Eliquis back on track with European endorsement
The data issues that had held up Eliquis in the US did not trouble the blood thinner in Europe. The European Medicines Agency’s human drugs committee has recommended approval of the Bristol-Myers Squibb and Pfizer factor Xa inhibitor in the key stroke prevention indication, bringing the two companies closer to a big launch of an important growth driver.
With more than half of all sales expected in the US market, getting approval in the world’s largest drug market will be crucial to the product's ability to live up to sky-high expectations. That the EMA committee did not have the same reservations should probably be taken as a sign that the FDA’s questions are fairly minor, and that Eliquis is back on track.
The FDA’s surprise complete response letter last June raised questions about data management and verification from the Aristotle trial against warfarin, in which the new drug showed that it was as good as warfarin at preventing strokes for patients with atrial fibrillation while resulting in significantly fewer bleeding episodes (Eliquis FDA setback turns up the heat on Pfizer and Bristol-Myers Squibb, June 25, 2012). It could be mid-2013 before the drug hits the US market in stroke prevention, making it the last of the new generation of blood thinners to be launched.
The delay will certainly sacrifice some momentum to Boehringer Ingelheim’s Pradaxa and Bayer and Johnson & Johnson’s Xarelto – 2016 forecasts have fallen back by $700m since the beginning of the year, and now stand at $2.8bn. EvaluatePharma forecasts sales will reach $4.2bn in 2018. US sales account for an estimated $2.5bn of the worldwide total.
With the delay in the US, it must come as some relief to get some validation in another jurisdiction – not to mention begin to unlock the revenue stream that Eliquis represents. The anticoagulant is Bristol-Myers Squibb’s biggest growth driver, and for Pfizer, the $2.17bn in cost-sharing alliance revenue it is forecast to collect in 2018 exceeds all its wholly owned growth drivers except vaccine Prevnar 13.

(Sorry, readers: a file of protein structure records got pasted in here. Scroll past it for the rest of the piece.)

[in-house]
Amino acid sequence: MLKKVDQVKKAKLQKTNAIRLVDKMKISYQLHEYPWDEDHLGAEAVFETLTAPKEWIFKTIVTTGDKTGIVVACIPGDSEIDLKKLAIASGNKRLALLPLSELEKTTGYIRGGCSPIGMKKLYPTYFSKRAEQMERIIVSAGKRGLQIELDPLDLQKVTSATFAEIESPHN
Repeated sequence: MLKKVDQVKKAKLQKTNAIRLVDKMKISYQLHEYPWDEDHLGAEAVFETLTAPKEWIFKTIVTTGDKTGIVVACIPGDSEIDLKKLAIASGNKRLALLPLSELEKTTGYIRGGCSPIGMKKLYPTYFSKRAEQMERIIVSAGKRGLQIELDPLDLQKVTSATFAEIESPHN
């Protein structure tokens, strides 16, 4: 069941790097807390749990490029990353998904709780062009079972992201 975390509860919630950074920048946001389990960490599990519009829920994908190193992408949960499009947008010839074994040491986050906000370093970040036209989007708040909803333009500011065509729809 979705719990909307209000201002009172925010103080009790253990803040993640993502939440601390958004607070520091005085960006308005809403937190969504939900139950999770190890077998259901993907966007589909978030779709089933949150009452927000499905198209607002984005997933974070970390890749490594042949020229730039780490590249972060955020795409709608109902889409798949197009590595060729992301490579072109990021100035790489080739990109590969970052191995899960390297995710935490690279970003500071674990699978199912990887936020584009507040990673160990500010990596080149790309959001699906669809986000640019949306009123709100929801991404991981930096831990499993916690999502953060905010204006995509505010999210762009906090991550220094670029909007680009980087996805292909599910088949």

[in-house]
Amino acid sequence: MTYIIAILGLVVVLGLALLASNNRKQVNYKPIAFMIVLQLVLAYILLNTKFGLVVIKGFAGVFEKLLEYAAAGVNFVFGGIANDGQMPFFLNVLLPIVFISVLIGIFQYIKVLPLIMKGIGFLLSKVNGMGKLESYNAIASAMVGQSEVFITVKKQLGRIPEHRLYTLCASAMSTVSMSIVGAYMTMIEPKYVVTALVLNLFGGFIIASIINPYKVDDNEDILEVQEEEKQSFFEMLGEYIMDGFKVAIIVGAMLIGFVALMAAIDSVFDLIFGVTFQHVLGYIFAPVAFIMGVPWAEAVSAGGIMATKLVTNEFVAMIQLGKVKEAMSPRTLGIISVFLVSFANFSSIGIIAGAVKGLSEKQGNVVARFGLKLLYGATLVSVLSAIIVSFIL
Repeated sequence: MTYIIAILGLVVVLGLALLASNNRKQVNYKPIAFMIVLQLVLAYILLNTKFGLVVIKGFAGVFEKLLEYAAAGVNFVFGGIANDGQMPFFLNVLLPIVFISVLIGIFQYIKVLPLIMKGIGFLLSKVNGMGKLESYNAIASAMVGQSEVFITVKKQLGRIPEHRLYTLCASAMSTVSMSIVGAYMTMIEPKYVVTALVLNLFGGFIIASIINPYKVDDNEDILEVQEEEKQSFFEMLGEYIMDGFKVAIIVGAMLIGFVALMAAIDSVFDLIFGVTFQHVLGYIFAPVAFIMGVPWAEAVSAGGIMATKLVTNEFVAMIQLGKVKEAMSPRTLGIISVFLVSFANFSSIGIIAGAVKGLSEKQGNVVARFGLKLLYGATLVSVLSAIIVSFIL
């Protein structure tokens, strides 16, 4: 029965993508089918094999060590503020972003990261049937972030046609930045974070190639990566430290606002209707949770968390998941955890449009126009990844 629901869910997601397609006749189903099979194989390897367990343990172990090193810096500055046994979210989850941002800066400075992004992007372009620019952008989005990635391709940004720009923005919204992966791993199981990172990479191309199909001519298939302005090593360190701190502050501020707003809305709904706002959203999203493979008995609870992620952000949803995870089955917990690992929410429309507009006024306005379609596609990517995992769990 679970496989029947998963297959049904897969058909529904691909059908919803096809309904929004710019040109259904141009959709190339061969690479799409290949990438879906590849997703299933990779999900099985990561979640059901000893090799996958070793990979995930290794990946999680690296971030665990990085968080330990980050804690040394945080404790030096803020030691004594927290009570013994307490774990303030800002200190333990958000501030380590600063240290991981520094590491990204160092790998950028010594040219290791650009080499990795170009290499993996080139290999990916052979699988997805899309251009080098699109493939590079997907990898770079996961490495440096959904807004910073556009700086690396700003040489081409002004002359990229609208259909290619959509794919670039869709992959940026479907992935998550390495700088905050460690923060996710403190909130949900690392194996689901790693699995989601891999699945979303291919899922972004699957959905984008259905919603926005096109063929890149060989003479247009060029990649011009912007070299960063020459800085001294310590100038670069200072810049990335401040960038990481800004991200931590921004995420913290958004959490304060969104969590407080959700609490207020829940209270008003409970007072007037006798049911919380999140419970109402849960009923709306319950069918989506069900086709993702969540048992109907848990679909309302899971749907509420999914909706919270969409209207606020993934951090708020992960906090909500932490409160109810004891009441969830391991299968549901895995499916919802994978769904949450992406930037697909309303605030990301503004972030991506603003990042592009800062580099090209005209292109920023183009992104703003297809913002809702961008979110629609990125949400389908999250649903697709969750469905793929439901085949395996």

As both companies are reeling from major patent expiries – Lipitor for Pfizer and Plavix for Bristol-Myers – they are keen to generate new growth, and Eliquis is key to that strategy.
Even so, the space is not looking quite like the jackpot once thought. Payer preference and physician familiarity has kept warfarin alive for a bit, helped along by bleeding worries with Pradaxa and Xarelto’s failure to show any efficacy benefit and only a limited safety advantage (Warfarin proves resilient against oral blood thinners, August 21, 2012).
A drug that has experienced less difficulty with global regulators is Regeneron Pharmaceuticals' and Bayer’s Eylea, which also received EMA backing. The injected treatment for wet age-related macular degeneration has seemingly breezed through its key approval catalysts and has seen its outlook steadily improve, with a 2018 forecast that now stands at $2.95bn.
Analysts for Bayer, which owns ex-US co-promotion rights with Regeneron, have been less optimistic, with the German group forecast to earn $876m in sales in 2018. This is a sign that it will win less sales from its main competitor, Novartis’s Lucentis, which is under much stricter price caps outside the US.
Another win will do little to discourage the overall bullish view of Eylea, which has used its dosing advantage to turn the maculopathy space into a fiercely competitive one. On the other hand, with Eliquis, a European win in its biggest indication will have analysts and investors feeling a little more confident that it can indeed live up to expectations.
To contact the writer of this story email Jonathan Gardner in London at [email protected]